Although COVID-29 should still be on all our radars, monkeypox has taken over headlines as the newest virus to stay informed about. Monkeypox is a contagious, human-to-human and animal-to-human transmitted disease that comes from the same family of viruses as the variola virus (the virus that causes smallpox.) Along with flu-like symptoms such as a fever, headache, muscle aches, swollen lymph nodes, chills, and exhaustion, the virus also causes a rash similar to smallpox
That said, it's the disease's effect on the skin that leaves us with a lot of questions. We spoke to experts to get all the information you need to know about monkeypox's effect on the skin, from the start of the outbreak to after it's completely healed.
How can you tell if your rash is monkeypox?
It can be scary to wonder if any skin blemish you develop could actually be monkeypox. There has been some shared confusion, especially on social media, about the difference between monkeypox lesions and other skin outbreaks such as hives, bug bites, pimples, or other rashes. That said, there are actually a couple things that distinguish a monkeypox lesion from the rest.
The other is the change that the monkeypox lesions go through from start to finish: "bug bites, hives, and pimples don't go through multiple stages of development like the smallpox lesions," says Morgana Colombo, MD, a board-certified dermatologist based in Reston, Virginia.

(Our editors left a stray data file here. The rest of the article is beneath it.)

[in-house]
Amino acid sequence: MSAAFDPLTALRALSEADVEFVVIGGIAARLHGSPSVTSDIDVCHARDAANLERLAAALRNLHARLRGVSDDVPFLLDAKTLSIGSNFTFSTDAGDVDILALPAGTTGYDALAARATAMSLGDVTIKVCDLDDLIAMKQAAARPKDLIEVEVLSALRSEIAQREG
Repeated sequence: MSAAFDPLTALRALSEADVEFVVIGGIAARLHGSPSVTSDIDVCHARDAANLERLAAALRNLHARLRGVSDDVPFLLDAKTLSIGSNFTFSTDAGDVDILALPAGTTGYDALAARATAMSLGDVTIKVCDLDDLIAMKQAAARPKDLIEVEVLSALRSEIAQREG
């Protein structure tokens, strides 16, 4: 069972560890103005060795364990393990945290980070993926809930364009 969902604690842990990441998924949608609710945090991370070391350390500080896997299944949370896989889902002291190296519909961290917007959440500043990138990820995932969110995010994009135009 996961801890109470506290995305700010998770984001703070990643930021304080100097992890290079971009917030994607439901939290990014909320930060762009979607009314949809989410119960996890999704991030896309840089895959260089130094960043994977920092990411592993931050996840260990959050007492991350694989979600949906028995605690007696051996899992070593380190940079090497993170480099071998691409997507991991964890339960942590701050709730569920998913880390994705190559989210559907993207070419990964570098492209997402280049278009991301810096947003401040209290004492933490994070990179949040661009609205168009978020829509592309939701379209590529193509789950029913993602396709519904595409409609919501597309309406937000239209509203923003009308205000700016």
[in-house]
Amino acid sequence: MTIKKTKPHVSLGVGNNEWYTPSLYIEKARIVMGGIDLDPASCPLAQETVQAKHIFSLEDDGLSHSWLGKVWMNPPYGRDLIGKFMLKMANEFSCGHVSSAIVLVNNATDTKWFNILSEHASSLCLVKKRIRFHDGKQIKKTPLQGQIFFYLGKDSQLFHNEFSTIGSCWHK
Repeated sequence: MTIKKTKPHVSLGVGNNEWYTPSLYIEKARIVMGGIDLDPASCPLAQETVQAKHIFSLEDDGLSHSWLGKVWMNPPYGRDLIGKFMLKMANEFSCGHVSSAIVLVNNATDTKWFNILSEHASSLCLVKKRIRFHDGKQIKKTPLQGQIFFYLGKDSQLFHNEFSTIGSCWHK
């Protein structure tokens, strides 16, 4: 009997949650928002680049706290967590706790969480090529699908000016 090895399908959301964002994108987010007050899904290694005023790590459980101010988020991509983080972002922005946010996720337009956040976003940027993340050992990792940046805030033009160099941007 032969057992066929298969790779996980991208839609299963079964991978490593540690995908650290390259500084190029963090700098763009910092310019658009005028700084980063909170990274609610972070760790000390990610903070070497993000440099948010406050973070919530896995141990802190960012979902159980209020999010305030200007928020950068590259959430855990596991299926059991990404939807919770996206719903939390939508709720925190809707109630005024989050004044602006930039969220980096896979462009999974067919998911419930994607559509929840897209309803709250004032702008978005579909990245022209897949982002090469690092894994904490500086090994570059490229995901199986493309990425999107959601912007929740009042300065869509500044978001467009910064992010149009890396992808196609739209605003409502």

How do you take care of a monkeypox rash?
When a potential outbreak pops up on the skin, your immediate reaction might be to try and treat it, but Dr. Colombo says it's important to fight that urge before you're sure what's causing it. "You should not attempt to care for the lesions at home without being seen by a physician and getting tested first,” she explains.
Once you visit a physician and they confirm a diagnosis of monkeypox, you may be prescribed an oral antiviral medication such as tecovirimat (TPOXX), which Dr. Colombo says significantly improves the flu-like symptoms within 24 to 48 hours if your case is more severe. This can also treat the pain that comes with the lesions, but it will not necessarily heal them.
While the lesions are healing, Dr. Colombo recommends letting them breathe. But if you're in public to visit your doctor or go to the hospital, it's key to keep the lesions completely covered using gauze or bandages to limit spread.
Dr. Colombo notes that the skin may be more sensitive during the outbreak, so she recommends avoiding irritating products with harsh ingredients such as chemical exfoliants. Instead, she recommends using a gentle cleanser and moisturizer to help ease any discomfort. The other important thing to keep in mind during your quarantine is to not pick at the lesions, no matter how hard this may be, especially during the scabbing part of the process. "Try not to pick at lesions because that can lead to worse scars, and avoid contact with others until all lesions have crusted over," she explains.
Can monkeypox lesions affect the skin long-term?
If you do pick at the lesions, you may experience dark spots or scarring after the rash has completely healed. Dr. Colombo says these should fade on their own after six months, but if they don't, you can visit your dermatologists to address this concern.